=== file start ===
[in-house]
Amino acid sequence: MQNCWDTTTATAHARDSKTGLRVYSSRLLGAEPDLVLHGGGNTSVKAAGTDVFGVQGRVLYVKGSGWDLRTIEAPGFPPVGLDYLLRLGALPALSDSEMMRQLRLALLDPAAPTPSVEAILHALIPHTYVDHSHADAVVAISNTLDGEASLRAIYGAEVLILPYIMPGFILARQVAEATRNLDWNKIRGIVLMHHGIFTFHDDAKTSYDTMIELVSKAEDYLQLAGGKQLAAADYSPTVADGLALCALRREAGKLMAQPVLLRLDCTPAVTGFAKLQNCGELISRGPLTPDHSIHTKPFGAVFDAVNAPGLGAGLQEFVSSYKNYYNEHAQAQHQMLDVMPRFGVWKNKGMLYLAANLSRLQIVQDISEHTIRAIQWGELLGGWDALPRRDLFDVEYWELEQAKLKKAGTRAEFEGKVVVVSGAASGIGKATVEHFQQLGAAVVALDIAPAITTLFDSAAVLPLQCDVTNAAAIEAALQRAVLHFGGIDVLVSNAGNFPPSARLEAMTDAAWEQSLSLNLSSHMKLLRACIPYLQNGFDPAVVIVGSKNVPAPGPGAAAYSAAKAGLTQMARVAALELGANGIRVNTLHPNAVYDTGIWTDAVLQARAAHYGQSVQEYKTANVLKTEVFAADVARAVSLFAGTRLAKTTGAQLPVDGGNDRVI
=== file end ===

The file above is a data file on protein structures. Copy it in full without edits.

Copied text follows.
[in-house]
Amino acid sequence: MQNCWDTTTATAHARDSKTGLRVYSSRLLGAEPDLVLHGGGNTSVKAAGTDVFGVQGRVLYVKGSGWDLRTIEAPGFPPVGLDYLLRLGALPALSDSEMMRQLRLALLDPAAPTPSVEAILHALIPHTYVDHSHADAVVAISNTLDGEASLRAIYGAEVLILPYIMPGFILARQVAEATRNLDWNKIRGIVLMHHGIFTFHDDAKTSYDTMIELVSKAEDYLQLAGGKQLAAADYSPTVADGLALCALRREAGKLMAQPVLLRLDCTPAVTGFAKLQNCGELISRGPLTPDHSIHTKPFGAVFDAVNAPGLGAGLQEFVSSYKNYYNEHAQAQHQMLDVMPRFGVWKNKGMLYLAANLSRLQIVQDISEHTIRAIQWGELLGGWDALPRRDLFDVEYWELEQAKLKKAGTRAEFEGKVVVVSGAASGIGKATVEHFQQLGAAVVALDIAPAITTLFDSAAVLPLQCDVTNAAAIEAALQRAVLHFGGIDVLVSNAGNFPPSARLEAMTDAAWEQSLSLNLSSHMKLLRACIPYLQNGFDPAVVIVGSKNVPAPGPGAAAYSAAKAGLTQMARVAALELGANGIRVNTLHPNAVYDTGIWTDAVLQARAAHYGQSVQEYKTANVLKTEVFAADVARAVSLFAGTRLAKTTGAQLPVDGGNDRVI